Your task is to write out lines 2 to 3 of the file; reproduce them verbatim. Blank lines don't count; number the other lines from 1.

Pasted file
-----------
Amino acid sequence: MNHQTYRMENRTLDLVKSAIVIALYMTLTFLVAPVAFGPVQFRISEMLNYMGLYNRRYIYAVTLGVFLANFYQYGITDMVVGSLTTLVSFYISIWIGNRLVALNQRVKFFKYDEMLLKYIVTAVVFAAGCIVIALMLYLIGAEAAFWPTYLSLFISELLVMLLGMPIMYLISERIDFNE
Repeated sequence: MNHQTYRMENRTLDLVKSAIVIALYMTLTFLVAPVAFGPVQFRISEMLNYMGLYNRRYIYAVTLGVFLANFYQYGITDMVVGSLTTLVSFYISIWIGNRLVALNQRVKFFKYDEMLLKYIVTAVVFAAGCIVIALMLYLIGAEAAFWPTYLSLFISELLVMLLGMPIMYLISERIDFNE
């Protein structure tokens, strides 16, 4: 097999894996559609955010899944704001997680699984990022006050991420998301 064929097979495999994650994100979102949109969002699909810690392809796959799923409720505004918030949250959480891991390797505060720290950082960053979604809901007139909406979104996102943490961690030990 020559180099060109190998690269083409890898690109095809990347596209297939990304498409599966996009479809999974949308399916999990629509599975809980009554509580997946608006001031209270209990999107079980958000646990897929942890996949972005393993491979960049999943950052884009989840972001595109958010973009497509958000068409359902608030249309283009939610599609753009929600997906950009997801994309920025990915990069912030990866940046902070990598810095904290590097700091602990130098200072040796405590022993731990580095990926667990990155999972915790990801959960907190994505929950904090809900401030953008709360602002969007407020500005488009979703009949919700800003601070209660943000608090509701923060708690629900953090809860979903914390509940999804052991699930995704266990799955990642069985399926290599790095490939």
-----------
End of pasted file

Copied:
Repeated sequence: MNHQTYRMENRTLDLVKSAIVIALYMTLTFLVAPVAFGPVQFRISEMLNYMGLYNRRYIYAVTLGVFLANFYQYGITDMVVGSLTTLVSFYISIWIGNRLVALNQRVKFFKYDEMLLKYIVTAVVFAAGCIVIALMLYLIGAEAAFWPTYLSLFISELLVMLLGMPIMYLISERIDFNE
């Protein structure tokens, strides 16, 4: 097999894996559609955010899944704001997680699984990022006050991420998301 064929097979495999994650994100979102949109969002699909810690392809796959799923409720505004918030949250959480891991390797505060720290950082960053979604809901007139909406979104996102943490961690030990 020559180099060109190998690269083409890898690109095809990347596209297939990304498409599966996009479809999974949308399916999990629509599975809980009554509580997946608006001031209270209990999107079980958000646990897929942890996949972005393993491979960049999943950052884009989840972001595109958010973009497509958000068409359902608030249309283009939610599609753009929600997906950009997801994309920025990915990069912030990866940046902070990598810095904290590097700091602990130098200072040796405590022993731990580095990926667990990155999972915790990801959960907190994505929950904090809900401030953008709360602002969007407020500005488009979703009949919700800003601070209660943000608090509701923060708690629900953090809860979903914390509940999804052991699930995704266990799955990642069985399926290599790095490939």